Film Score: Max Steiner Cinematography: Tony Gaudio
Starring: Paul Muni, Gloria Holden, Henry O’Neill and Joseph Schildkraut
The Life of Emile Zola, another in a string of films that attempted to deal with the increasing restriction of freedom in Nazi Germany. The second half of the film deals with the Dreyfuss Affair in France at the end of the nineteenth century, in which a Jewish officer was convicted on treason simply because of his religion. Thus, the criticisms that the title character wields in the name of freedom could just as easily be transferred to Germany in the years before World War Two. Nevertheless, the episode was an embarrassment to the French and so the film was not seen in that country until the early fifties. The complicated writing credits are due to the fact that everyone who had written anything on the Dreyfuss Affair at the time came out of the woodwork to accuse Warner Brothers of plagiarism, and the studio responded by purchasing the rights to all of those works by three authors. As a result, Heinz Herald and Geza Herczeg earned Oscars, along with screenwriter Norman Reilly Raine, for their play about Dreyfuss. Apparently Bette Davis expressed interest in playing the character of Nana, but since the part was so small the studio turned her down. Paul Muni was fresh off of his success in The Story of Louis Pasteur and so the part was a natural. Interestingly, while Joseph Schildkraut has a very small part as Dreyfuss he was given the Academy Award for best supporting actor, though this would be his last film at Warners.
The film begins in Paris, in 1862. Paul Muni as Zola and Vladimir Sokoloff as the painter Cezanne are starving artists sharing a flat together, and Gloria Holden is Muni’s fiancée. After he gets a job at a book publisher, he gets married and begins publishing his novels. But almost immediately the government wants to ban them as being offensive and he gets fired. Soon he begins writing about the injustices he sees all around him, police corruption, lack of protection for poor citizens, rampant crime. Then he meets prostitute Erin O’Brien-Moore and uses her life story as the basis for his novel Nana, which becomes a huge bestseller, and his publisher John Litel is pleased to give him a royalty check that gets the writer out of poverty. Then the Franco-Prussuan war impoverishes all of France, the author writes the book Downfall to expose the truth about the war. The general staff demands he be punished in retaliation, but Muni continues to write book after book criticizing the flaws in French society, and becomes a rich man in the process. When a letter is sent to the German attaché in Paris from the home of Robert Barrat as Count Esterhazy, it is stolen and shown to the French high command. The letter appears to be a list of secret military documents and it works its way up the chain of command beginning with Louis Calhern and finally the Minister of war Gilbert Emery who suddenly decides that since Joseph Schildkraut, as Alfred Dreyfus, is a Jew, he must be the traitor.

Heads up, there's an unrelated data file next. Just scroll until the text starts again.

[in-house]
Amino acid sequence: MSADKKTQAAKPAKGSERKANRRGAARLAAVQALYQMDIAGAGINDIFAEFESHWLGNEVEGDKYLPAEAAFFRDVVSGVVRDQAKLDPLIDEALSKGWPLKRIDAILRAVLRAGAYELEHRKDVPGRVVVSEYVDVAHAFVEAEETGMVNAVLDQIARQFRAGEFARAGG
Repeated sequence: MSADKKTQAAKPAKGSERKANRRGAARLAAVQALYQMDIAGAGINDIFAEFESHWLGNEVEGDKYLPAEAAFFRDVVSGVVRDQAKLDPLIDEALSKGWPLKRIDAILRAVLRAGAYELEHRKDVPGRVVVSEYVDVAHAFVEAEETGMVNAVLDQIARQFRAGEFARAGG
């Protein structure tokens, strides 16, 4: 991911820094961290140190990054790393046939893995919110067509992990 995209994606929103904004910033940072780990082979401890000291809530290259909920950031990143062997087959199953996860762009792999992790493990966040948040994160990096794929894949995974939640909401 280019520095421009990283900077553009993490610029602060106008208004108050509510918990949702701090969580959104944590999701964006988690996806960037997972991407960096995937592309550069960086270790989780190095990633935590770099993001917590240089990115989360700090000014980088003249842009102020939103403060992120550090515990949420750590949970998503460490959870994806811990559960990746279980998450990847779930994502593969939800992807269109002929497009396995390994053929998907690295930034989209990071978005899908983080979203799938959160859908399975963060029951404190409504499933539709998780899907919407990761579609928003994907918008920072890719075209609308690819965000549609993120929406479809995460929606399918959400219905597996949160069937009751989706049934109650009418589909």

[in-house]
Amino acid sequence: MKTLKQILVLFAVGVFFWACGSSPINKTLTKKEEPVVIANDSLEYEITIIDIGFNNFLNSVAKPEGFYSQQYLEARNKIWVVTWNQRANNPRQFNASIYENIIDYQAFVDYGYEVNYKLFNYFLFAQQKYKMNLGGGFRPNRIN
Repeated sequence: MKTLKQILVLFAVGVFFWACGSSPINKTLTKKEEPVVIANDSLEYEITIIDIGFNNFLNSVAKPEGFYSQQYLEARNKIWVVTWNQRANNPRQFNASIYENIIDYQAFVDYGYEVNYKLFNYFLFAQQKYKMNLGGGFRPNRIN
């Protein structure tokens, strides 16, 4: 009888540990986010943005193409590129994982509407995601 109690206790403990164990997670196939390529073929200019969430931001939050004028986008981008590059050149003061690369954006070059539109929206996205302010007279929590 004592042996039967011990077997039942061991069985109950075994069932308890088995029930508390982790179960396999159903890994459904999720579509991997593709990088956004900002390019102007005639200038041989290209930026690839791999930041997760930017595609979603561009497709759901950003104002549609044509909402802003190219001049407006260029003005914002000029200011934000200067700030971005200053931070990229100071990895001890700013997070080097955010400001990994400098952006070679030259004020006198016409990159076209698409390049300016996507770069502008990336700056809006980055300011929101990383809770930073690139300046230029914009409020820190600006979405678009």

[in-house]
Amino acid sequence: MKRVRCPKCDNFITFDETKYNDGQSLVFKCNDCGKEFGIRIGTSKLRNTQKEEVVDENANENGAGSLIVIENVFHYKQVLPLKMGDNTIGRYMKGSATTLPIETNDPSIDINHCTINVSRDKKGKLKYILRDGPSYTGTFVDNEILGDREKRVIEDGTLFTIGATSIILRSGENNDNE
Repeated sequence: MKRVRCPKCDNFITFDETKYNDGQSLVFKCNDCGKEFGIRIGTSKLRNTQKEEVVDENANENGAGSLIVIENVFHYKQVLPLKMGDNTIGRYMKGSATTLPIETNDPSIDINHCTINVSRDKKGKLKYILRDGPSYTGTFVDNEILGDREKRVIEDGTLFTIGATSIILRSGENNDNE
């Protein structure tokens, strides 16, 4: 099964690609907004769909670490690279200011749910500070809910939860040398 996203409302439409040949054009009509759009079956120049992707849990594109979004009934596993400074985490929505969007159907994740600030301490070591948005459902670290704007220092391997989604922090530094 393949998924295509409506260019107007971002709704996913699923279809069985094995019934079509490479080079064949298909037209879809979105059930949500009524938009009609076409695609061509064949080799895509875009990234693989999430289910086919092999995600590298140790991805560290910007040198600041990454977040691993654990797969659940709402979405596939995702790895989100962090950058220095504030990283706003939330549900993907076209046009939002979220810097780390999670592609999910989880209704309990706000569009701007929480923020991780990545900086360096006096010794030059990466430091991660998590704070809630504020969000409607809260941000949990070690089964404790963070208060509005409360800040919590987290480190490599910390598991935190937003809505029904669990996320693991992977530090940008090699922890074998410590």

At first Muni, fat and happy as a bestselling author, is completely uninterested in the case. The court-martial finds Schildkraut guilty, and he is exiled to Devil’s Island after a public humiliation. Later, French intelligence officer Henry O’Neill uncovers the truth, but the general staff insist on covering the whole thing up to hide their mistake. Schildkraut’s wife, Gale Sondergaard, won’t rest until her husband has been exonerated and she finally gets Muni back to his old form and he puts his reputation on the line for justice. Muni does a solid job, but it’s not really the part itself that makes the film great but the story. Nevertheless, he delivers an impressive closing speech during his trial. This was Gloria Holden’s first film after the successful Dracula’s Daughter at Universal the year before, playing one of the many wife characters that would populate the bulk of her career. Donald Crisp plays Muni’s lawyer to good effect, while Ralph Morgan appears as the commander of Paris. And Henry O’Neill does a splendid job as the one officer who tries to be honest. The film is directed well by William Dieterle, one of Warner’s stable of great directors, and he was nominated for an Oscar, as was Max Steiner for his film score--though in those days the award would have gone to the head of department instead of the actual composer. The film was nominated for nine Oscars and won three. The Life of Emile Zola contains a wealth of great character acting and is an uplifting story of social activism that still resonates with audiences today.